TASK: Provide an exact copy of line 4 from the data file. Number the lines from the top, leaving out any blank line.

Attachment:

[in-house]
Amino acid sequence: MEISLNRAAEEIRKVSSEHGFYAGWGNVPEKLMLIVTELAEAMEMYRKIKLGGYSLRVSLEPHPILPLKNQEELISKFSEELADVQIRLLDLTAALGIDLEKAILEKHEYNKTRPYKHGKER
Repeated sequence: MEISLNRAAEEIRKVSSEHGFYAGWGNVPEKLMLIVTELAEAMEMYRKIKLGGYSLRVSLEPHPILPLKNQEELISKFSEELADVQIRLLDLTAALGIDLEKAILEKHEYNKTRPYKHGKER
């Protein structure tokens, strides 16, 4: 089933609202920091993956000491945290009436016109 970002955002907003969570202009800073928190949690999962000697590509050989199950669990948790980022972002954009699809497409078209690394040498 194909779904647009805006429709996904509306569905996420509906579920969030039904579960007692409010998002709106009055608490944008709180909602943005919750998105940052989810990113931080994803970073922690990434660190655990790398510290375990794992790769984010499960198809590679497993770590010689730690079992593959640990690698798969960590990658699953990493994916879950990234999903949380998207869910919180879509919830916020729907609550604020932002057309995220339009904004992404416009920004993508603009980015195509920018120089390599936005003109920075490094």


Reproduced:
């Protein structure tokens, strides 16, 4: 089933609202920091993956000491945290009436016109 970002955002907003969570202009800073928190949690999962000697590509050989199950669990948790980022972002954009699809497409078209690394040498 194909779904647009805006429709996904509306569905996420509906579920969030039904579960007692409010998002709106009055608490944008709180909602943005919750998105940052989810990113931080994803970073922690990434660190655990790398510290375990794992790769984010499960198809590679497993770590010689730690079992593959640990690698798969960590990658699953990493994916879950990234999903949380998207869910919180879509919830916020729907609550604020932002057309995220339009904004992404416009920004993508603009980015195509920018120089390599936005003109920075490094």